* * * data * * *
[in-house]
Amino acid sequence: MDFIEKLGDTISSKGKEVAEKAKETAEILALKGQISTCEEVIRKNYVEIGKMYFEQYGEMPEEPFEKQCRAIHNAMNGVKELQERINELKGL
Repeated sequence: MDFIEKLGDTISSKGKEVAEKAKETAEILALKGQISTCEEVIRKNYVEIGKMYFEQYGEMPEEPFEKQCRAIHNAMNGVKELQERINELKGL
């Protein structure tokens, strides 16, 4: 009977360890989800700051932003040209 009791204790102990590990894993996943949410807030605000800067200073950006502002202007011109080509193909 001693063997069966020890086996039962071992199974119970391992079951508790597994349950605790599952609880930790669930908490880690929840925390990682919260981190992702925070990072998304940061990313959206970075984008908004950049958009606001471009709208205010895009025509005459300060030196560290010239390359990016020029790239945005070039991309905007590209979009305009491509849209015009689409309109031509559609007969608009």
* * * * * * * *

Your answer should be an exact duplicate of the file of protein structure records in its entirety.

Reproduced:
[in-house]
Amino acid sequence: MDFIEKLGDTISSKGKEVAEKAKETAEILALKGQISTCEEVIRKNYVEIGKMYFEQYGEMPEEPFEKQCRAIHNAMNGVKELQERINELKGL
Repeated sequence: MDFIEKLGDTISSKGKEVAEKAKETAEILALKGQISTCEEVIRKNYVEIGKMYFEQYGEMPEEPFEKQCRAIHNAMNGVKELQERINELKGL
């Protein structure tokens, strides 16, 4: 009977360890989800700051932003040209 009791204790102990590990894993996943949410807030605000800067200073950006502002202007011109080509193909 001693063997069966020890086996039962071992199974119970391992079951508790597994349950605790599952609880930790669930908490880690929840925390990682919260981190992702925070990072998304940061990313959206970075984008908004950049958009606001471009709208205010895009025509005459300060030196560290010239390359990016020029790239945005070039991309905007590209979009305009491509849209015009689409309109031509559609007969608009």